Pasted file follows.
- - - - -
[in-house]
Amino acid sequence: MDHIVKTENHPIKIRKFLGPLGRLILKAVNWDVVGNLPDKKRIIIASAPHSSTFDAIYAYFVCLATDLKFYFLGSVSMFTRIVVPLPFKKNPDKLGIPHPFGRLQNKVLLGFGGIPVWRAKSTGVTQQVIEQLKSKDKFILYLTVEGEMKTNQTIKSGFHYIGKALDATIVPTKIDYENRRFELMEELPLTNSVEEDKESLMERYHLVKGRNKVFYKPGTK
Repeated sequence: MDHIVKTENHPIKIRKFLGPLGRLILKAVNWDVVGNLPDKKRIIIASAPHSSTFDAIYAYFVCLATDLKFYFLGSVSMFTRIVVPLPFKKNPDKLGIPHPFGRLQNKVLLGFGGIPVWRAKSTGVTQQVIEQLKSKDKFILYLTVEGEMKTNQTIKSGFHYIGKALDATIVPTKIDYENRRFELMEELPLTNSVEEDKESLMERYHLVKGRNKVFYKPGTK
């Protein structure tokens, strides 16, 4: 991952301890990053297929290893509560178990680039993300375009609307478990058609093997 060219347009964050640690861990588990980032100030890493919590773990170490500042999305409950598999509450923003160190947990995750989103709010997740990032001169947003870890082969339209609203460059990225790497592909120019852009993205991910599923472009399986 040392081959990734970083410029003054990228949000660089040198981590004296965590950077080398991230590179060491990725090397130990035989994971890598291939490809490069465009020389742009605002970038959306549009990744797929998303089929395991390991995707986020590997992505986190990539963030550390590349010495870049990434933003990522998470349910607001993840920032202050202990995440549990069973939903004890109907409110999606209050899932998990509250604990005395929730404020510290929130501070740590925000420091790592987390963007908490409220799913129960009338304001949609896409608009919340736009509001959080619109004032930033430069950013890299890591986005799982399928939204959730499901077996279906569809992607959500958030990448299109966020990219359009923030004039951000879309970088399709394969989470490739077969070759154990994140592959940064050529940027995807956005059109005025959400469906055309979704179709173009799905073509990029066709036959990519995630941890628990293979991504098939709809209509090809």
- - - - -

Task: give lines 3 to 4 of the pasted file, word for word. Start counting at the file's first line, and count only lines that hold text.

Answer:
Repeated sequence: MDHIVKTENHPIKIRKFLGPLGRLILKAVNWDVVGNLPDKKRIIIASAPHSSTFDAIYAYFVCLATDLKFYFLGSVSMFTRIVVPLPFKKNPDKLGIPHPFGRLQNKVLLGFGGIPVWRAKSTGVTQQVIEQLKSKDKFILYLTVEGEMKTNQTIKSGFHYIGKALDATIVPTKIDYENRRFELMEELPLTNSVEEDKESLMERYHLVKGRNKVFYKPGTK
């Protein structure tokens, strides 16, 4: 991952301890990053297929290893509560178990680039993300375009609307478990058609093997 060219347009964050640690861990588990980032100030890493919590773990170490500042999305409950598999509450923003160190947990995750989103709010997740990032001169947003870890082969339209609203460059990225790497592909120019852009993205991910599923472009399986 040392081959990734970083410029003054990228949000660089040198981590004296965590950077080398991230590179060491990725090397130990035989994971890598291939490809490069465009020389742009605002970038959306549009990744797929998303089929395991390991995707986020590997992505986190990539963030550390590349010495870049990434933003990522998470349910607001993840920032202050202990995440549990069973939903004890109907409110999606209050899932998990509250604990005395929730404020510290929130501070740590925000420091790592987390963007908490409220799913129960009338304001949609896409608009919340736009509001959080619109004032930033430069950013890299890591986005799982399928939204959730499901077996279906569809992607959500958030990448299109966020990219359009923030004039951000879309970088399709394969989470490739077969070759154990994140592959940064050529940027995807956005059109005025959400469906055309979704179709173009799905073509990029066709036959990519995630941890628990293979991504098939709809209509090809």